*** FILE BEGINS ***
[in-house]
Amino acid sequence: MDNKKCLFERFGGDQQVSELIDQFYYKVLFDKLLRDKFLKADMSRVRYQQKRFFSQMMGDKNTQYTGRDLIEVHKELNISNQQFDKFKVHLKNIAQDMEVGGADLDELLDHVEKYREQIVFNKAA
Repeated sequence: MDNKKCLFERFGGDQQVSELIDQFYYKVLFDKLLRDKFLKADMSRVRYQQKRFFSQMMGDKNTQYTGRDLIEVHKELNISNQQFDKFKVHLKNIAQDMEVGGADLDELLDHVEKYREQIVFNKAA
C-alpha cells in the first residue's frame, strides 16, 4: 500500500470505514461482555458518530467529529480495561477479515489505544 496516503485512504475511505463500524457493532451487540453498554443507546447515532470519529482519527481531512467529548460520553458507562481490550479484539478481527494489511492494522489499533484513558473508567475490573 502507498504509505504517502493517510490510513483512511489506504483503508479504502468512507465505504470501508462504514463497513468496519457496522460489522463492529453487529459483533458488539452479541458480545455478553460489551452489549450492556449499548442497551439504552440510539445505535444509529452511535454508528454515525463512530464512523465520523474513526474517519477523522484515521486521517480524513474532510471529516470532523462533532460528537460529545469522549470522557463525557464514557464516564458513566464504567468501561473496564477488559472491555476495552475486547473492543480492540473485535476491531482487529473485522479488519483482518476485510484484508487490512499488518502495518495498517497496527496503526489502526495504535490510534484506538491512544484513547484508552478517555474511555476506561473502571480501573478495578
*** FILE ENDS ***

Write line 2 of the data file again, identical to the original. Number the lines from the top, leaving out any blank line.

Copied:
Amino acid sequence: MDNKKCLFERFGGDQQVSELIDQFYYKVLFDKLLRDKFLKADMSRVRYQQKRFFSQMMGDKNTQYTGRDLIEVHKELNISNQQFDKFKVHLKNIAQDMEVGGADLDELLDHVEKYREQIVFNKAA